KIEV (REUTERS) - Western powers threatened sanctions on Wednesday over the death of 26 people in the worst violence since Ukraine's independence from the Soviet Union, pressuring President Viktor Yanukovich to compromise with his pro-European opponents.
Mr Yanukovich, backed by Russia, denounced the overnight bloodshed in central Kiev as an attempted coup, and his security service said it had launched a nationwide "anti-terrorist operation" after arms and ammunition dumps were looted.
In the western bastion of Ukrainian nationalism, a regional assembly declared self-rule and crowds seized public buildings.
US President Barack Obama said he condemned the violence in the strongest possible terms and warned of consequences if it continued, while European Union leaders said they were preparing targeted sanctions against those responsible for the"unjustified use of excessive force by the Ukrainian authorities".
EU officials said Mr Yanukovich himself would not be on the list to keep channels of dialogue open. The foreign ministers of Germany, France and Poland will visit him on Thursday, hours before an emergency EU meeting to decide on the sanctions.
The United States, going head to head with Russia in a dispute heavy with echoes of the Cold War, urged Mr Yanukovich to pull back riot police, call a truce and talk to the opposition.
Pentagon spokesman Colonel Steve Warren urged the Ukrainian armed forces to stay out of the conflict, warning that"participation would have consequences in our defense relationship".
Earlier on Wednesday, Ukraine's defence ministry said the armed forces might take part in a countrywide anti-terrorist operation organised by the state security service.
A presidential decree later appointed a new head of the armed forces general staff, naming navy head Admiral Yury Ilyin in place of Colonel-General Volodymyr Zamana. The decree gave no explanation for the change in personnel, nor for the timing.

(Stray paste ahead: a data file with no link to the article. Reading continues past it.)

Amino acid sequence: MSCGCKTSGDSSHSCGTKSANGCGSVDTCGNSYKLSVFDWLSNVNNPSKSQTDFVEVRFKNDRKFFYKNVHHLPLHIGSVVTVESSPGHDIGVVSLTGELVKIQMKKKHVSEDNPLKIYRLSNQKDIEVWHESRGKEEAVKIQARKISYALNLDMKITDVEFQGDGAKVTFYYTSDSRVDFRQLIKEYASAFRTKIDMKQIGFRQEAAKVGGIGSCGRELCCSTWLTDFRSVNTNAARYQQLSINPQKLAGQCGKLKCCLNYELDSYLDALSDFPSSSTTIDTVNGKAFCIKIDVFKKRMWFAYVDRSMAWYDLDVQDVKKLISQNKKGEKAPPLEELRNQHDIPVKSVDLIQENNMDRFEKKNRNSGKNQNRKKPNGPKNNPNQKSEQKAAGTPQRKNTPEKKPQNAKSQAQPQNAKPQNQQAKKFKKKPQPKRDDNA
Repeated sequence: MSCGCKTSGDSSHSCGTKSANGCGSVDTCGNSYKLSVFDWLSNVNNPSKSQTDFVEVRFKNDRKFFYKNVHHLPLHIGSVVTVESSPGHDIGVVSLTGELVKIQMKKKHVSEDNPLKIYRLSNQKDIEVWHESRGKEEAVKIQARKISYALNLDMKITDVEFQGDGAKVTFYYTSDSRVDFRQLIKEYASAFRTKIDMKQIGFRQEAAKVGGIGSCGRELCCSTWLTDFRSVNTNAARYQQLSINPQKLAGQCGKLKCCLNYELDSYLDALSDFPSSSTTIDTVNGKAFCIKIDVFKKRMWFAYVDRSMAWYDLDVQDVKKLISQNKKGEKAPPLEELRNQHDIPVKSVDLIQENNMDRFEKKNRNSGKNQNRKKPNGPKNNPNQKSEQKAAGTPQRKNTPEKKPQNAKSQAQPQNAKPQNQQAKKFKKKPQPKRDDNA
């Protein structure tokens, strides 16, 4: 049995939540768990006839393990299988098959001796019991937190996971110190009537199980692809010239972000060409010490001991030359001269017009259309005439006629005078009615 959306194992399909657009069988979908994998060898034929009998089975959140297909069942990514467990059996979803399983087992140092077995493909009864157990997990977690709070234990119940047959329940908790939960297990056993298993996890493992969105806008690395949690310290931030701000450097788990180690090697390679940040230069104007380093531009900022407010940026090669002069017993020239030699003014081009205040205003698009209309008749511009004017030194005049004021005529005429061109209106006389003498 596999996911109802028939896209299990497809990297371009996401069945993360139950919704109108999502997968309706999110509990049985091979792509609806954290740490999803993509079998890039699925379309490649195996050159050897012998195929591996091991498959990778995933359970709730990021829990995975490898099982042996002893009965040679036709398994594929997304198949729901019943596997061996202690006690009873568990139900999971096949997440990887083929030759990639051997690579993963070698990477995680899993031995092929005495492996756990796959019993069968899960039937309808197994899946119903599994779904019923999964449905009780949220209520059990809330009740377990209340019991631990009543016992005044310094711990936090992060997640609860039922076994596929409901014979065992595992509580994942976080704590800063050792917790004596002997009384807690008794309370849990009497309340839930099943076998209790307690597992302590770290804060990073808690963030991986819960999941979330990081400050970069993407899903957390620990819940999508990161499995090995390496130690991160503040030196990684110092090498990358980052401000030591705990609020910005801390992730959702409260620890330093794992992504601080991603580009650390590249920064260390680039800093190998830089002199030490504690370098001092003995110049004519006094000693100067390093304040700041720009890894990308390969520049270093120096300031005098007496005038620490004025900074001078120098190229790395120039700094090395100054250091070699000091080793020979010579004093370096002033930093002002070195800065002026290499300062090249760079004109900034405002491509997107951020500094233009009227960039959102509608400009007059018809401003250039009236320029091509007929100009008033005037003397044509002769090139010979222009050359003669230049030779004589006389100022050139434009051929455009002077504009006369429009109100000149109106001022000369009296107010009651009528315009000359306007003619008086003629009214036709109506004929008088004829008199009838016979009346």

Protesters have been occupying central Kiev for almost three months since Yanukovich spurned a far-reaching trade deal with the EU and accepted a US$15-billion (S$19 billion) Russian bailout instead.
Russian President Vladimir Putin and Mr Yanukovich spoke by telephone during the night and both denounced the events as an coup attempt, a Kremlin spokesman said.
Russian Foreign Minister Sergei Lavrov blamed the West for encouraging opposition radicals "to act outside of the law".
Moscow announced on Monday it would resume stalled aid to Kiev, pledging US $2 billion hours before the crackdown began. The money has not yet arrived and a Ukrainian government source said it had been delayed till Friday "for technical reasons".
Ukraine's hryvnia currency, flirting with its lowest levels since the global crash five years ago, weakened to more than 9 to the dollar for the second time this month.
The Health Ministry said 26 people were killed in fighting in the capital, of whom 10 were police officers. A ministry official said 263 protesters were being treated for injuries and 342 police officers, mainly with gunshot wounds.
European Council President Herman Van Rompuy said the 28-nation EU, at an emergency meeting on Thursday, would impose asset freezes and visa bans on those blamed for the bloodshed.
US Secretary of State John Kerry, on a visit to Paris, said Washington was ready to impose similar sanctions.
The European Investment Bank, the EU's soft-loan arm, said it had frozen its activities in Ukraine due to the violence.
German Chancellor Angela Merkel said targeted sanctions against Ukraine's leaders would show the EU was serious in pressing for a political solution. She made clear they were talking to all sides in the crisis, including Russia.
Merkel said she and Putin had spoken by phone and agreed to do everything to avoid an escalation of violence.
Ukraine has been rocked periodically by political turmoil since independence from the Soviet Union more than 22 years ago, but it has never experienced violence on this scale.